SBCC should live up to transparency promise

The Channels Opinion Pages | EDITORIAL

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SBCC should live up to transparency promise

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Antony Marchiando

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Antony Marchiando

Antony Marchiando

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Our college administrators preach that they maintain transparency when communicating with students and the surrounding community. But in two instances this fall, The Channels questions that commitment.

Former City College football player Kenechukwu Denzel Ugwueze is in county jail on charges of raping a female student last month on Oceano Ave. Ugwueze was arrested Sept. 11 in San Diego, following a report filed on Sept. 2. After receiving an anonymous tip on Sept. 27 in the comment section of the crime log, The Channels attempted to follow up and report on the story.

From the initial contact with the college on Sept. 30, The Channels was told by multiple administrators that they could not or would not comment on the subject.

Public Information Officer Joan Galvan said she wouldn’t comment without the name of the defendant. But when The Channels called again two weeks later with a name, she still refused to comment and referred us to Dr. Ben Partee, dean of student development.

We contacted Partee two weeks ago, and we’re still waiting for a reply.

It wasn’t until after The Channels filed a California Public Records Act request that Galvan replied—in writing—that Ugwueze is “currently not enrolled.”

We still don’t know whether Ugwueze was expelled or placed on indefinite suspension.

What has become clear, though, is that this incident and other serious crimes committed on Oceano have not been included in the City College’s annual security report. With Oceano and Barranco being party-central streets on the Mesa, we again question the college’s commitment to transparency.

In 1986 Jeanne Clery and her family were looking into schools. When looking into Lehigh University, they had checked the college’s crime log to see if they were sending her to a safe place. Lehigh knew a student had been accused of rape, but did not report it anywhere publically. Clery moved into her dorm at Lehigh, and was raped and murdered that same year.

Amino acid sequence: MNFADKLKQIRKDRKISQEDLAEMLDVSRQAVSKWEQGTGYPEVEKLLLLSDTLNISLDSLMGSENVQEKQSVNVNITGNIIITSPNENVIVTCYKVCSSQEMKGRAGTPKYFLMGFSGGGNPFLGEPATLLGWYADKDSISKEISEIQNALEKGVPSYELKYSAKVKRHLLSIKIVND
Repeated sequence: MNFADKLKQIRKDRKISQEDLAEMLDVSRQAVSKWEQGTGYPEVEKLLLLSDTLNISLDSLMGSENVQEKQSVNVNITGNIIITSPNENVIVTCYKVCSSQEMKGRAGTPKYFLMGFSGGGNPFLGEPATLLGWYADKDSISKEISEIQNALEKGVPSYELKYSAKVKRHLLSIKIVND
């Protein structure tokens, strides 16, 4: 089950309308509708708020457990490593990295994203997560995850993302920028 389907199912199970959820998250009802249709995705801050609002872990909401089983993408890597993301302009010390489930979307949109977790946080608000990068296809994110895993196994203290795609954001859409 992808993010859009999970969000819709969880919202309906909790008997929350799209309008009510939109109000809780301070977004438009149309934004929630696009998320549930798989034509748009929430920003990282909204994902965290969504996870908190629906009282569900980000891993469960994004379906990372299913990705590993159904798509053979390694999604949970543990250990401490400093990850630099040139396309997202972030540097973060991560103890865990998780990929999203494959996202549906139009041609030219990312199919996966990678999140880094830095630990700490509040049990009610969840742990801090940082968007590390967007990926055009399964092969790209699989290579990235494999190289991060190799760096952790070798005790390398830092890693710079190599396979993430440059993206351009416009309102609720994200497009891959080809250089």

The Jeanne Clery Act was signed into law in 1990 after lobbying efforts by her family. It requires all colleges and universities that receive federal student aid to create an annual report that lists the crimes that have occurred on and around campus and keep a weekly crime log for the public. The act is meant to promote safe campuses and keep students and their families informed on what is happening.

The act describes off-campus as, “student organizations which are recognized by the institution and that are engaged in by students attending the institution.”

This means that what is considered to be “off-campus” is left to the interpretation of the college. As stated in the annual security report that was published this year, the areas included are as follows:

  • 400-999 block of Cliff Drive
  • 00-199 block of Castillo Street including Pershing Park
  • 400-1229 block of Shoreline Drive including Shoreline Park
  • 00-499 block of Loma Alta
  • 1000-1099 block of Del Mar Street
  • 1000-1099 block of Del Sol Avenue

What has become clear is that Oceano and Barranca are currently not included within the jurisdiction of the college, but we feel they should be.

Oceano and Barranca have become popular destinations for students because of how close they are to campus. Homeowners and long-term Mesa residents have voiced their frustrations over the large groups of students living nearby. At a joint City Council and City College Board of Trustees meeting on Oct. 12, angry neighbors complained about the amount of crime and disturbances happening in their neighborhoods. But the majority of these don’t get reported to the college, and if they do they aren’t reported in the crime log.

City College was aware of Ugwueze’s arrest for weeks, and as a transparent institution devoted to our safety, it was the college’s duty to make their students aware. This was the spirit of the Clery Act.

The City College has taken many steps to curb sexual assault. For example, mass emails have been sent to students informing them how to protect themselves, students can now be punished for off-campus crimes and promoting awareness by screening the film “The Hunting Ground,” hosted by Student Health and Wellness and City College Connect as well as the Feminist Club and the Santa Barbara Rape Crisis Center.

While these attempts are noteworthy, the college needs to take another step by practicing complete transparency.

By failing to aid our attempts to publish an article about the disturbing attack and not including crimes committed in the nearby area in the annual report, the college administration is creating a culture of secrecy, not transparency. Without it, the college is not taking responsibility for their students safety.

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